The Moravian Star
The star as part of the symbolism of Christmas must be as old as the celebration of the festival itself. Since the Star of Bethlehem figures so prominently in the nativity narratives. There is nothing unique in the use of the star among Moravians. However, a particular type of star originated in Moravian crcles in Germany over one hundred years ago. This so caught the fancy of the church that it has grown to be associated with the way the Moravian denomination celebrates Christmas.
The Moravian Star is also called the Advent Star or the Herrnhut Star. The first is appropriate because the star is hung in the church beginning with the First Sunday in Advent, preceding all other decorations. Since for a long time the star was exclusively manufactured in Herrnhut, Germany, the name of that community was attached to it.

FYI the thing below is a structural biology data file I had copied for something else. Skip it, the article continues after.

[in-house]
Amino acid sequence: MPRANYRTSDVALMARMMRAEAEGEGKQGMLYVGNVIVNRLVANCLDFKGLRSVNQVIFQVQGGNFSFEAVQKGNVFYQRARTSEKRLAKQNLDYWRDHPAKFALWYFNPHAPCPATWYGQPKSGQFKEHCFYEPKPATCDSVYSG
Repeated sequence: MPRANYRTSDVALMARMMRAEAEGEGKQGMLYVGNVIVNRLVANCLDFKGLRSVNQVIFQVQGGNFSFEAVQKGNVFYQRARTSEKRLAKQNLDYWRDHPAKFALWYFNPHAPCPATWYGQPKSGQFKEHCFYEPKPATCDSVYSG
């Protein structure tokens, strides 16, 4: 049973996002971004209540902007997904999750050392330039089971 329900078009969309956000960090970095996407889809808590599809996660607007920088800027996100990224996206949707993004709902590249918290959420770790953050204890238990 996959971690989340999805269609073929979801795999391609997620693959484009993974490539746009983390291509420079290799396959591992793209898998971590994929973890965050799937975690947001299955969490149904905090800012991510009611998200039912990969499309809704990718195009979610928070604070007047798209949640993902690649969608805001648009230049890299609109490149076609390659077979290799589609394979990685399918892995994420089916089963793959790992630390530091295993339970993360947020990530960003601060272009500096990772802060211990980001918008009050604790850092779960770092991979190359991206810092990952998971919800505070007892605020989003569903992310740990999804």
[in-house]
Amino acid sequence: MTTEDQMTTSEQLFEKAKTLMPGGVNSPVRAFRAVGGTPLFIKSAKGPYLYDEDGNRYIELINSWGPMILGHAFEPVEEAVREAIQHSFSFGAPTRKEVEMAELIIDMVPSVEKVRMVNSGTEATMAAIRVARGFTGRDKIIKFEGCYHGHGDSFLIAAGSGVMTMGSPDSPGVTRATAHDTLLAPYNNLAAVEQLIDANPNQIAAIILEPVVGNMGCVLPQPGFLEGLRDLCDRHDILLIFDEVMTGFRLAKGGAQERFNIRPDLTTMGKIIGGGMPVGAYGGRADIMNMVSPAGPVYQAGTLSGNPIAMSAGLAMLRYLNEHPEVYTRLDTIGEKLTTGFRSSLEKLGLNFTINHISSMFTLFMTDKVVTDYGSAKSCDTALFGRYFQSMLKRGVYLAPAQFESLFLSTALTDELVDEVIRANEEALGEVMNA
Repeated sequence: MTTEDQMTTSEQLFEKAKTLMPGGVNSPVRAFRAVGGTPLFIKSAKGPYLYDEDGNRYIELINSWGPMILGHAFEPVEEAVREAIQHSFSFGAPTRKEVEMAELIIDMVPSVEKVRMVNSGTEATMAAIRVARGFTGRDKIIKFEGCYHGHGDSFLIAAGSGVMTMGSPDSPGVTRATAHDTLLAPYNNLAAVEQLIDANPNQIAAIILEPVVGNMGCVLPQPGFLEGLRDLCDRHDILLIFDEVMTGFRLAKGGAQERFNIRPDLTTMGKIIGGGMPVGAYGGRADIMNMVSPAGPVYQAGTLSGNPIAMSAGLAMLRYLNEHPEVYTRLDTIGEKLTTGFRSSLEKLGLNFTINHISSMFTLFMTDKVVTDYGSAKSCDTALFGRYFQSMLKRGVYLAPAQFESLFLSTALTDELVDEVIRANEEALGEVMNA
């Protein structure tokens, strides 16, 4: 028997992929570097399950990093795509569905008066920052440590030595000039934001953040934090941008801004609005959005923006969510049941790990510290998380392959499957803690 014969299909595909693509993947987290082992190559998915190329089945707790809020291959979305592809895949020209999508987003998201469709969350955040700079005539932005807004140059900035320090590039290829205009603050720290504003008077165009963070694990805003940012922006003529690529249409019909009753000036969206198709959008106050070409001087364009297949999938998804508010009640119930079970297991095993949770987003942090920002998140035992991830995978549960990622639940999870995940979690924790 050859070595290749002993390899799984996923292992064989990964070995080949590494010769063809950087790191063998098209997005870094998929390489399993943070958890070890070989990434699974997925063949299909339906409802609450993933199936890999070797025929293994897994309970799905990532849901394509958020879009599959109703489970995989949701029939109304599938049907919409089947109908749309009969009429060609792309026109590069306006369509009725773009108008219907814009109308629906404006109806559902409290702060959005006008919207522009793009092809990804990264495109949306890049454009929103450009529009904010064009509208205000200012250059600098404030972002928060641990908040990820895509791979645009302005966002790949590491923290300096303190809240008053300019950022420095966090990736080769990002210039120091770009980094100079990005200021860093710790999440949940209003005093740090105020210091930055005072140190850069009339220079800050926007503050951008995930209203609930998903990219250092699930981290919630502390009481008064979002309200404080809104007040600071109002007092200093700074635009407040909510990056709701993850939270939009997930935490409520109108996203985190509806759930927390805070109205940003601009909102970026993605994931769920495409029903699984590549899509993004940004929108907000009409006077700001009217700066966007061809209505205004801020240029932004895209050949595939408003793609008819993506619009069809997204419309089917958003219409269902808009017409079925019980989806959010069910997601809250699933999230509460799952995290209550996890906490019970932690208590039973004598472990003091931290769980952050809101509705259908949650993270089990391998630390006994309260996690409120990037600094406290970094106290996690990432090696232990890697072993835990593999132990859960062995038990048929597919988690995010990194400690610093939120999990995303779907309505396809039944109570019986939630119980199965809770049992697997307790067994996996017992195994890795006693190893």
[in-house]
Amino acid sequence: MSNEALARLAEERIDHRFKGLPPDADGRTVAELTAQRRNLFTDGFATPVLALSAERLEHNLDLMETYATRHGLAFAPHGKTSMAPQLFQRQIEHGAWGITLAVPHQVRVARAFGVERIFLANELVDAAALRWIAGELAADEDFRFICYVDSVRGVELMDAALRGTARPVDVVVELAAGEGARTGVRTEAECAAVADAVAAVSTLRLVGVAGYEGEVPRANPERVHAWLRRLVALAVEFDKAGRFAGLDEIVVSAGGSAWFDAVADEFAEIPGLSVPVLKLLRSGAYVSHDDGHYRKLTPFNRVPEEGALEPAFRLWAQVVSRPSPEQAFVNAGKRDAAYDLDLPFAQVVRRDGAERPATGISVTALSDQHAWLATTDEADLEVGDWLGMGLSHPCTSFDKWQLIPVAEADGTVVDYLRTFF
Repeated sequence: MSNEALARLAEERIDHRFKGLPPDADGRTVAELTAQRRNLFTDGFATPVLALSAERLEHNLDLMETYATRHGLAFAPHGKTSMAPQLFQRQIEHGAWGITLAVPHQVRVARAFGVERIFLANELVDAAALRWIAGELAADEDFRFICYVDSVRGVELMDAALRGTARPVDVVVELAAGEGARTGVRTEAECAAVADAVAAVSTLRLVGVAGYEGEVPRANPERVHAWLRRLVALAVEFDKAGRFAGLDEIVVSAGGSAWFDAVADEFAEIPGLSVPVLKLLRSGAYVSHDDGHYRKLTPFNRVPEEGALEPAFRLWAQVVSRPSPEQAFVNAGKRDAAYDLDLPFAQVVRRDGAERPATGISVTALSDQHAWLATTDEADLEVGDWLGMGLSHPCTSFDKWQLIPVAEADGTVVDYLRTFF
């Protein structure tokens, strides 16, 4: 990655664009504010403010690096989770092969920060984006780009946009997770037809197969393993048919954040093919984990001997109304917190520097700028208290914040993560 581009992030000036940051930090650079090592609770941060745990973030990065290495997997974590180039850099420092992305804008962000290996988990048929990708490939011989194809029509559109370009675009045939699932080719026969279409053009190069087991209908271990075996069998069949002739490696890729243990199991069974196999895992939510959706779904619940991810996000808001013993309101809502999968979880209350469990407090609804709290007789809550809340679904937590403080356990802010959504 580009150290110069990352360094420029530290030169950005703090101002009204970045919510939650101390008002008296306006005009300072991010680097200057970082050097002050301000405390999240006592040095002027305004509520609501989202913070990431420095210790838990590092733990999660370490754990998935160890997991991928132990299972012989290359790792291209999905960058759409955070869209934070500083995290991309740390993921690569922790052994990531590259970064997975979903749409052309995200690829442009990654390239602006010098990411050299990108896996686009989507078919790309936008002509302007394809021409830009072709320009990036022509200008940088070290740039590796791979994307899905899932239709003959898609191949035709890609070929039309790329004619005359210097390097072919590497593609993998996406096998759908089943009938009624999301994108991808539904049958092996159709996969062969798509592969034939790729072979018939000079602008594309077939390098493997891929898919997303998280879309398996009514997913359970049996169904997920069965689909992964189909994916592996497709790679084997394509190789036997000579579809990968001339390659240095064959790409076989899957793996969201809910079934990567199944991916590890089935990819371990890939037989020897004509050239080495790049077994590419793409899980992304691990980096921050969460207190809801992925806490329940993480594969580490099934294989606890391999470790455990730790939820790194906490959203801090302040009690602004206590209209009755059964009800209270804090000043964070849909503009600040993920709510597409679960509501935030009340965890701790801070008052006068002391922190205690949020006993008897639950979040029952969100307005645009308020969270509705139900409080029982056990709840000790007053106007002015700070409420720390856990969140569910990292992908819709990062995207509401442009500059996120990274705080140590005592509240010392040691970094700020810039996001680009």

It appears that this many pointed star with internal illumination was first a product of an evening handicraft session of the Moravian Boys' School in Niesky, Germany, around 1850. Years later one of the alumni, Pieter Verbeech, began producing these stars commercially from his home. His son, Harry founded the Herrnhut Star Factory, which soon developed into a thriving business, sending stars to all parts of the world. Chief outlets were Moravian communities of the Continent, British Isles, America and the scattered mission fields.
The Moravian Star is popular both in the church and in homes. Its use has spread to hotels, stores, schools, hospitals, community displays or wherever it has become customary to decorate for the Christmas season. Today, perhaps more non-Moravians are displaying this beautiful star at Christmas than there are Moravians themselves.